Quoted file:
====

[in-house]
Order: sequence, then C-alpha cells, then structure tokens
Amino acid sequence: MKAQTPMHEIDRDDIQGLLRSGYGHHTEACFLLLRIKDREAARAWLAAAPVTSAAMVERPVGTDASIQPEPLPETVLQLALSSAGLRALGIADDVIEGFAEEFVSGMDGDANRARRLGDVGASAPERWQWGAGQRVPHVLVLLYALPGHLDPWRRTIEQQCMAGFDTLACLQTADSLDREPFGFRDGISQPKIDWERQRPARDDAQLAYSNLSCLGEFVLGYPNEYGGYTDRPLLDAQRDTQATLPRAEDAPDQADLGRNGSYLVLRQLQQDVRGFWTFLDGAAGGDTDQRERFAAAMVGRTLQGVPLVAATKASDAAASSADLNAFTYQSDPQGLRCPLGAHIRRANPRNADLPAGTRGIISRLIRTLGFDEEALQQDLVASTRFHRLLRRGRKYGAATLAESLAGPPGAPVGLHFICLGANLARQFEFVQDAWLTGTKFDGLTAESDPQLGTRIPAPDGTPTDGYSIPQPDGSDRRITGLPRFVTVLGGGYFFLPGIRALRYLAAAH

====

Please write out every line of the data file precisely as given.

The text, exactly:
[in-house]
Order: sequence, then C-alpha cells, then structure tokens
Amino acid sequence: MKAQTPMHEIDRDDIQGLLRSGYGHHTEACFLLLRIKDREAARAWLAAAPVTSAAMVERPVGTDASIQPEPLPETVLQLALSSAGLRALGIADDVIEGFAEEFVSGMDGDANRARRLGDVGASAPERWQWGAGQRVPHVLVLLYALPGHLDPWRRTIEQQCMAGFDTLACLQTADSLDREPFGFRDGISQPKIDWERQRPARDDAQLAYSNLSCLGEFVLGYPNEYGGYTDRPLLDAQRDTQATLPRAEDAPDQADLGRNGSYLVLRQLQQDVRGFWTFLDGAAGGDTDQRERFAAAMVGRTLQGVPLVAATKASDAAASSADLNAFTYQSDPQGLRCPLGAHIRRANPRNADLPAGTRGIISRLIRTLGFDEEALQQDLVASTRFHRLLRRGRKYGAATLAESLAGPPGAPVGLHFICLGANLARQFEFVQDAWLTGTKFDGLTAESDPQLGTRIPAPDGTPTDGYSIPQPDGSDRRITGLPRFVTVLGGGYFFLPGIRALRYLAAAH